Ontario won’t reach Ford's 13K per day COVID-19 testing benchmark for weeks
TORONTO -- Ontario’s expansion of COVID-19 testing will progress more slowly than previously announced, because public health officials are worried about outstripping precious testing supplies and focusing on coverage of those working in the healthcare and long-term care sectors.
From about 5,500 tests completed in the past 24 hours, officials said daily output will rise to about 8,000 tests by April 15, 12,500 tests a day by April 22 and 16,000 tests per day by May 6.
The initial expansion to about 13,250 tests a day will be split between hospitals, people presenting at assessment centres with symptoms, healthcare workers themselves, long-term care residents and the people who work at long-term care homes.
They will also begin expanded testing of paramedics, police, correctional officers, inmates, residents of group homes, residents of Indigenous reserves, and occupants of homeless shelters during this time.
For his part, Premier Ford appeared pleased with the pace of expansion.
“We’re going to find cases faster, intervene earlier and stop this virus in its tracks,” he said Friday.
When asked about his previous demand that 13,000 people be tested each day as soon as possible, Ford defended the new plan, saying testing numbers would double in days.
“We’re ramping it up – we are doubling the testing in a very short period and you are going to see the numbers jump – and if we can do it sooner, we will do it sooner,” he said.
“At least we’re going in the right direction.”
Public health doctors speaking Friday said the slow increase in testing is due in part to a worry that the ramp up will lead to a massive backlog in processing tests, and also that supplies of testing material such as swabs and reagent are still limited.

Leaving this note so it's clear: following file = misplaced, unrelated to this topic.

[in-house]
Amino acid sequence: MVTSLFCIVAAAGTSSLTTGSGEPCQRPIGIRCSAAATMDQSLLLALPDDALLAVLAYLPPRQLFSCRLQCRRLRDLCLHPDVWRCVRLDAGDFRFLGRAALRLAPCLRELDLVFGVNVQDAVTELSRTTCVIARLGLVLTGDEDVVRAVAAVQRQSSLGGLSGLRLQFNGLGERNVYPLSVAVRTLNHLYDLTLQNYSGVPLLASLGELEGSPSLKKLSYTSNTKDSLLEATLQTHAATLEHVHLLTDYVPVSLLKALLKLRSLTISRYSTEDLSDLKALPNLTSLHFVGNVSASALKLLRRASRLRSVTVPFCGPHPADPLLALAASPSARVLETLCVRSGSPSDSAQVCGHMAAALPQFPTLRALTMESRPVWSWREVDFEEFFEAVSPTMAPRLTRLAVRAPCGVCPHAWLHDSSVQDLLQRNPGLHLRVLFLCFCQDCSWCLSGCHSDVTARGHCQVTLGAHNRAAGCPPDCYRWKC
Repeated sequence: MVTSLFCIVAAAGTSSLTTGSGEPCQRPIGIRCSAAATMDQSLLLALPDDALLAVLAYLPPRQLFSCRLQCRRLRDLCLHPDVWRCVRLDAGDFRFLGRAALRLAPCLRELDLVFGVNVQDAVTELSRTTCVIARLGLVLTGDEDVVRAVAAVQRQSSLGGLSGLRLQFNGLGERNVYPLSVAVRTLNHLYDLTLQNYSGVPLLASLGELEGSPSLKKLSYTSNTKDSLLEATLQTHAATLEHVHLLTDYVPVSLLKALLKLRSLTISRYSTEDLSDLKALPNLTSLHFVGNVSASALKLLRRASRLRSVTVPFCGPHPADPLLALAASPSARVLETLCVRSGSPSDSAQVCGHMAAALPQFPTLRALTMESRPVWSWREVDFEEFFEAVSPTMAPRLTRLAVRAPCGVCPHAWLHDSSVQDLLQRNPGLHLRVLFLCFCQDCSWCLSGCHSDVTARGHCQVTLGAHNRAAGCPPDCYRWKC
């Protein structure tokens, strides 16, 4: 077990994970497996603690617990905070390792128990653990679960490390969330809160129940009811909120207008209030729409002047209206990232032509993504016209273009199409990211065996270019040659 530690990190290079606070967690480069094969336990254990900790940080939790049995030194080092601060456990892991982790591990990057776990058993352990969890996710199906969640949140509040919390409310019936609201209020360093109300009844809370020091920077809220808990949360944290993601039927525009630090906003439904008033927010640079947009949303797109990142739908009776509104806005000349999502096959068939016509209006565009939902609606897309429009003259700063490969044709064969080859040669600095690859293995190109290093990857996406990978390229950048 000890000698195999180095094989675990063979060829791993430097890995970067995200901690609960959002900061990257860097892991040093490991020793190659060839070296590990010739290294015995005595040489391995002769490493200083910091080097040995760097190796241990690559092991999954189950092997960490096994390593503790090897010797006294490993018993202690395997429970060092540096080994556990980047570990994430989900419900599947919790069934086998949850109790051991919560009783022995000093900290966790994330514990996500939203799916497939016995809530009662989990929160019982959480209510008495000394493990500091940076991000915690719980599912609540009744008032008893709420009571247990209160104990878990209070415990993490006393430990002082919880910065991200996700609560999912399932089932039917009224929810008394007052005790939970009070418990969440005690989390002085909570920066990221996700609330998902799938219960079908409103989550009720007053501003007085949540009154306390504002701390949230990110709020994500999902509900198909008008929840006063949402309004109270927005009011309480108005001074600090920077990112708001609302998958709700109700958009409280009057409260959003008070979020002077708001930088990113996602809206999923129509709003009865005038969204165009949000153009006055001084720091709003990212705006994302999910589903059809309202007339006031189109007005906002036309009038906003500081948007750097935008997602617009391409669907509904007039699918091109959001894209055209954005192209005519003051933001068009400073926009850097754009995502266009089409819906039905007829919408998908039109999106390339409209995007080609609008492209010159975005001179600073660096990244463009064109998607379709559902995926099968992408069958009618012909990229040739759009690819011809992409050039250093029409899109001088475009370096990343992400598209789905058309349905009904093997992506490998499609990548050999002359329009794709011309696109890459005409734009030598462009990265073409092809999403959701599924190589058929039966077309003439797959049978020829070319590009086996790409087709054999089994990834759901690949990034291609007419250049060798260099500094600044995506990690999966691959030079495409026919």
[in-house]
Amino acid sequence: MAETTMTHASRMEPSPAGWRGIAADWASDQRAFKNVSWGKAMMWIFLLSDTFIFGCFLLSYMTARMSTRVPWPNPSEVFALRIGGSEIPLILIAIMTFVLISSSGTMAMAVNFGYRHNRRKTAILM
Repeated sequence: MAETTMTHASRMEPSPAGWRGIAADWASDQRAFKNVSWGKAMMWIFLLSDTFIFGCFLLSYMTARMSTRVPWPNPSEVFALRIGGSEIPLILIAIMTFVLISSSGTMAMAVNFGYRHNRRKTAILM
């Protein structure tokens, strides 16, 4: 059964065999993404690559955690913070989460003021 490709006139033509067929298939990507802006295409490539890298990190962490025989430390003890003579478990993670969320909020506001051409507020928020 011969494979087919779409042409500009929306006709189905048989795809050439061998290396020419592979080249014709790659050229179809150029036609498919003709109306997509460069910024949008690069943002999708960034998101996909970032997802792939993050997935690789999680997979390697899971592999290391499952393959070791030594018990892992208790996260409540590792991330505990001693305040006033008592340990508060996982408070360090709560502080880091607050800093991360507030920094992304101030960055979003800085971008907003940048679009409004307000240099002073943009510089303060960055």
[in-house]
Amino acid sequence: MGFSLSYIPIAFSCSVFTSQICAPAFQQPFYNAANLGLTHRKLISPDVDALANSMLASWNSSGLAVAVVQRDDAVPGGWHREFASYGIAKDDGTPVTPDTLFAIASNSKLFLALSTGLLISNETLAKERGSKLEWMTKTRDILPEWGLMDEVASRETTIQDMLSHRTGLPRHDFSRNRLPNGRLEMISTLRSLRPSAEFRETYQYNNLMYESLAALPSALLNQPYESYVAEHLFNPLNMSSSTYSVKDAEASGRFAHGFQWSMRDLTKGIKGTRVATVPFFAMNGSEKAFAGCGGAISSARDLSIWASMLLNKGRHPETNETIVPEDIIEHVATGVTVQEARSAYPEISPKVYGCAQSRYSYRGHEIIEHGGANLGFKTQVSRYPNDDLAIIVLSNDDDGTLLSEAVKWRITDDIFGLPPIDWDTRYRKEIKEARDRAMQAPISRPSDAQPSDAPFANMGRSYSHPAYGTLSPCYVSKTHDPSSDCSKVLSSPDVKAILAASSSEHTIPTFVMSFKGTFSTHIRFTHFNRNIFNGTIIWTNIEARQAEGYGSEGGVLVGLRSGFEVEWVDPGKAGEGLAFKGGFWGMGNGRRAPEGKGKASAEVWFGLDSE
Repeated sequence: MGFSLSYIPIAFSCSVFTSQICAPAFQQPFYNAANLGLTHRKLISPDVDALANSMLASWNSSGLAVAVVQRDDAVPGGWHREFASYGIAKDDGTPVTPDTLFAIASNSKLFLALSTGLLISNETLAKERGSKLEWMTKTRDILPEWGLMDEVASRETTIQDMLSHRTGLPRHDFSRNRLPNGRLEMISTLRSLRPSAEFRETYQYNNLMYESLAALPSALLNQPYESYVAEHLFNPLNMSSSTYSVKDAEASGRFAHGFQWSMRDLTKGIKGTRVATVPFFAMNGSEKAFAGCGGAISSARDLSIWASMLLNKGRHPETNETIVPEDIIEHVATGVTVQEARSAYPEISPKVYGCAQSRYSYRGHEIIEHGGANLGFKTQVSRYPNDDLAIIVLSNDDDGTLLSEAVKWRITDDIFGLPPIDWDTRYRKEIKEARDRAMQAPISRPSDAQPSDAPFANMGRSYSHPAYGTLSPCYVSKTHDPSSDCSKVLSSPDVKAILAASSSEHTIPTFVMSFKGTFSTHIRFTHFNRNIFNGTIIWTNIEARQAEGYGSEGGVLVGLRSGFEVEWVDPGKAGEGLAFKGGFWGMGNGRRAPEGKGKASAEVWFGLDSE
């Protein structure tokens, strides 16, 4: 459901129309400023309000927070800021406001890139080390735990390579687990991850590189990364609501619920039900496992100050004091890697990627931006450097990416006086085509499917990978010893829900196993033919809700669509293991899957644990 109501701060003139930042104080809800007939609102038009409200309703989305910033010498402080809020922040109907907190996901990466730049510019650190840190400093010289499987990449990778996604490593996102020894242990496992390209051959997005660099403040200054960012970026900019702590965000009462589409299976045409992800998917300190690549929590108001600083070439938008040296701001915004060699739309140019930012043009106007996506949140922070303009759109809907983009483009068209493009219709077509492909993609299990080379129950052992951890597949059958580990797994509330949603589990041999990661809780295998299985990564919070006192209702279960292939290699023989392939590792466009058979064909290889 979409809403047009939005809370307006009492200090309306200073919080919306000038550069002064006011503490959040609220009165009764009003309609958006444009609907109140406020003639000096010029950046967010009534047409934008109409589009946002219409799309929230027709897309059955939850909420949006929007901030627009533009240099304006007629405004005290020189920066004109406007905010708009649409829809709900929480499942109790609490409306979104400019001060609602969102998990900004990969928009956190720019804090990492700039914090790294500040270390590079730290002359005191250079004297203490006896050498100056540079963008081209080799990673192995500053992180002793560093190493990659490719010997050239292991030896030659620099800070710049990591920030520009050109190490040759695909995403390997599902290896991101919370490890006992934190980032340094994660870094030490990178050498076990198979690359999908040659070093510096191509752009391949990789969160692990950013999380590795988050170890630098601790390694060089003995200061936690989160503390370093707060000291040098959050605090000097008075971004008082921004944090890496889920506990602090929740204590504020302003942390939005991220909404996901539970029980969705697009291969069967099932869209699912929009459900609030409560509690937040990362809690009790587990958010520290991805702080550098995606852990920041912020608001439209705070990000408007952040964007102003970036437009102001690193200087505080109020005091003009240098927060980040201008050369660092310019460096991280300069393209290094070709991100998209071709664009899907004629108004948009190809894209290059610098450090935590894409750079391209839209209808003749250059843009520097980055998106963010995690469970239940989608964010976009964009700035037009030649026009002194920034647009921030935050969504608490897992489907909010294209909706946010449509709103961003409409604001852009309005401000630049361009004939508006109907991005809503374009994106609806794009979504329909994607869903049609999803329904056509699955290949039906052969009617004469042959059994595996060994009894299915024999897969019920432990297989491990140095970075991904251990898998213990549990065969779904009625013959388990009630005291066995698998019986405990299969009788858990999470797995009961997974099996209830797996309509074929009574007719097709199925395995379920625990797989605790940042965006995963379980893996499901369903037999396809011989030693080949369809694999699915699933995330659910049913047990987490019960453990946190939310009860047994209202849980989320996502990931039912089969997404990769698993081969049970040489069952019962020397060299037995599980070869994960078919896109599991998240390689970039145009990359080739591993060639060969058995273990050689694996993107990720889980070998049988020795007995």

One official said Ontario has enough materials for about 200,000 tests at the moment, or about 7 to 10 days.
There are several “leads” on securing more, but nothing concrete as of yet, given that most of the world is now competition to buy them.
One senior bureaucrat said they are “confident” that they will have the supplies they need to expand testing through until May in their current plan.
Premier Doug Ford and other leading officials have previously stated a desire to hit 13,000 completed COVID-19 tests per day, and 19,000 by later in April.
For much of late March and early April, Ontario lagged all other provinces in number of tests administered per 100,000 people, at one point lagging Alberta by a factor of three.
But officials said Friday that is not realistic given supply constraints and the logistics of getting tests to everyone they wish to target throughout Ontario.
Health Minister Christine Elliott said that all decisions about who to test at assessment centres will be left to the clinical judgment of doctors. She said that the “worried well” need to steer clear of hospitals assessment centres to preserve the ability of the system to test healthcare workers and other priority groups.
“We need to concentrate our resources that are showing the symptoms and are a danger to their own health or a danger to other people – or essential workers because they need to go to work,” she said.
Once everyone in their current plan is being tested, the province will then move to begin testing a sample of essential workers such as grocery store employees or gas station attendants each day.
They will also begin testing chemotherapy recipients, pregnant women, newborns, organ transplant recipients and cross-border workers.
This expansion will likely occur sometime in May.